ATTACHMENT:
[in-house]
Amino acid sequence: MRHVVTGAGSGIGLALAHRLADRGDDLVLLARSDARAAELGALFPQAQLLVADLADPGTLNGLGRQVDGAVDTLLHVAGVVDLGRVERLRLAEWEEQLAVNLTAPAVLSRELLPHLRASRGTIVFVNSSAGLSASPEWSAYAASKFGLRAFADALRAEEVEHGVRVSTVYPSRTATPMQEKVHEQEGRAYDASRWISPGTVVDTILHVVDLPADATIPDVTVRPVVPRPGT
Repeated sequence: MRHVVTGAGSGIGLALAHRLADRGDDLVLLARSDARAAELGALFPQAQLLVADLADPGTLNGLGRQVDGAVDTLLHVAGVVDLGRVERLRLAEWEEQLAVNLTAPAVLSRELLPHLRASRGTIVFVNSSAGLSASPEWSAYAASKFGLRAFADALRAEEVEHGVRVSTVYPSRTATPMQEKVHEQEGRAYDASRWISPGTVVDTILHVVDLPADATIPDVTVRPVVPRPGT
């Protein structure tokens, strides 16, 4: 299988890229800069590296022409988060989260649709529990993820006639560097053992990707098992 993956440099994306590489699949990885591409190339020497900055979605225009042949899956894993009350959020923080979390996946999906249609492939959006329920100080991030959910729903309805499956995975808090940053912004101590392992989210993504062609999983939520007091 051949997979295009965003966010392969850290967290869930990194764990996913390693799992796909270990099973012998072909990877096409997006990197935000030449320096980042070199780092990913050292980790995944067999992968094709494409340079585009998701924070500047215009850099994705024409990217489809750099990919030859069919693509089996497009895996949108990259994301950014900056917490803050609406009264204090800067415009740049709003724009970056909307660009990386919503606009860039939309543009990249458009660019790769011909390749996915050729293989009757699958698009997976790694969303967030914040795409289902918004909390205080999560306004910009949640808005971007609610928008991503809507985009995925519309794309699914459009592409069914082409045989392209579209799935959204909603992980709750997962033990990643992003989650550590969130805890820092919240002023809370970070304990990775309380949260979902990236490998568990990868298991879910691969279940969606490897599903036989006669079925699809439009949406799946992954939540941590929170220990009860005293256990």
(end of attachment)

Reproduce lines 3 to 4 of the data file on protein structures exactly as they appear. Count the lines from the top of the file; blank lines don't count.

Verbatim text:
Repeated sequence: MRHVVTGAGSGIGLALAHRLADRGDDLVLLARSDARAAELGALFPQAQLLVADLADPGTLNGLGRQVDGAVDTLLHVAGVVDLGRVERLRLAEWEEQLAVNLTAPAVLSRELLPHLRASRGTIVFVNSSAGLSASPEWSAYAASKFGLRAFADALRAEEVEHGVRVSTVYPSRTATPMQEKVHEQEGRAYDASRWISPGTVVDTILHVVDLPADATIPDVTVRPVVPRPGT
């Protein structure tokens, strides 16, 4: 299988890229800069590296022409988060989260649709529990993820006639560097053992990707098992 993956440099994306590489699949990885591409190339020497900055979605225009042949899956894993009350959020923080979390996946999906249609492939959006329920100080991030959910729903309805499956995975808090940053912004101590392992989210993504062609999983939520007091 051949997979295009965003966010392969850290967290869930990194764990996913390693799992796909270990099973012998072909990877096409997006990197935000030449320096980042070199780092990913050292980790995944067999992968094709494409340079585009998701924070500047215009850099994705024409990217489809750099990919030859069919693509089996497009895996949108990259994301950014900056917490803050609406009264204090800067415009740049709003724009970056909307660009990386919503606009860039939309543009990249458009660019790769011909390749996915050729293989009757699958698009997976790694969303967030914040795409289902918004909390205080999560306004910009949640808005971007609610928008991503809507985009995925519309794309699914459009592409069914082409045989392209579209799935959204909603992980709750997962033990990643992003989650550590969130805890820092919240002023809370970070304990990775309380949260979902990236490998568990990868298991879910691969279940969606490897599903036989006669079925699809439009949406799946992954939540941590929170220990009860005293256990």